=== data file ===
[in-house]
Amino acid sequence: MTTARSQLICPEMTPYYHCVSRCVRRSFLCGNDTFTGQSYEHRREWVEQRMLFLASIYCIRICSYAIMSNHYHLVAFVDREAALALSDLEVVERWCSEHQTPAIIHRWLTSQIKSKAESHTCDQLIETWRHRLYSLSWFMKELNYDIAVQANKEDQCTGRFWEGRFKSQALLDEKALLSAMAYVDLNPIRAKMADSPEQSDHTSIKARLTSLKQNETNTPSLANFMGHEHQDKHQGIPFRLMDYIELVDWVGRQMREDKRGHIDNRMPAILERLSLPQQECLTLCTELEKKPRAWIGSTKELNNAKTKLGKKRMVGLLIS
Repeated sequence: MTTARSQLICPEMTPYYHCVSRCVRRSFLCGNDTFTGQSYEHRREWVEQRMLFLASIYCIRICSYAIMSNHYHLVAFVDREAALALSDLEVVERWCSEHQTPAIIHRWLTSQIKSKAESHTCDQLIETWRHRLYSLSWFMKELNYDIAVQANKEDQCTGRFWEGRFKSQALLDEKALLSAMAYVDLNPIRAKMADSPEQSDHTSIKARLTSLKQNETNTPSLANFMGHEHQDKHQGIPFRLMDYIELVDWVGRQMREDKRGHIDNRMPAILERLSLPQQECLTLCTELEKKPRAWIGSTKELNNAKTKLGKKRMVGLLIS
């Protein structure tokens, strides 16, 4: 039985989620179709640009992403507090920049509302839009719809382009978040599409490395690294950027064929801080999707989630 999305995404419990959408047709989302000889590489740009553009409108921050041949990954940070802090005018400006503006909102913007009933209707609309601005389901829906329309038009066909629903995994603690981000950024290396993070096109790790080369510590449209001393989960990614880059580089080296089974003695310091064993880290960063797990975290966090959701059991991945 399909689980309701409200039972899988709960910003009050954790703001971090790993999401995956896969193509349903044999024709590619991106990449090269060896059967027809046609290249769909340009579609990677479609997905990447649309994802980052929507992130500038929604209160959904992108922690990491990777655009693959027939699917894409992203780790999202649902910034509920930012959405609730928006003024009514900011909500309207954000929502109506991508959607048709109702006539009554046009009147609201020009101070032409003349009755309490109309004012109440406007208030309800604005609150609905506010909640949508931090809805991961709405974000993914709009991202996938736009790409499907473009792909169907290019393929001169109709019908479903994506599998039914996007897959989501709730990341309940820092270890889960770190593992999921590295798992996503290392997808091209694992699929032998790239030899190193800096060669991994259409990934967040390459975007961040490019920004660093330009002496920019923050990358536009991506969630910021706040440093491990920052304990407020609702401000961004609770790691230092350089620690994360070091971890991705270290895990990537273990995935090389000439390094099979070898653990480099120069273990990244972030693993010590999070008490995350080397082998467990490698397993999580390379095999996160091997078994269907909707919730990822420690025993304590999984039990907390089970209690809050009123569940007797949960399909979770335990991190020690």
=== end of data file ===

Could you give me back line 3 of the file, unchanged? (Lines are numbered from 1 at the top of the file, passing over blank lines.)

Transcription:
Repeated sequence: MTTARSQLICPEMTPYYHCVSRCVRRSFLCGNDTFTGQSYEHRREWVEQRMLFLASIYCIRICSYAIMSNHYHLVAFVDREAALALSDLEVVERWCSEHQTPAIIHRWLTSQIKSKAESHTCDQLIETWRHRLYSLSWFMKELNYDIAVQANKEDQCTGRFWEGRFKSQALLDEKALLSAMAYVDLNPIRAKMADSPEQSDHTSIKARLTSLKQNETNTPSLANFMGHEHQDKHQGIPFRLMDYIELVDWVGRQMREDKRGHIDNRMPAILERLSLPQQECLTLCTELEKKPRAWIGSTKELNNAKTKLGKKRMVGLLIS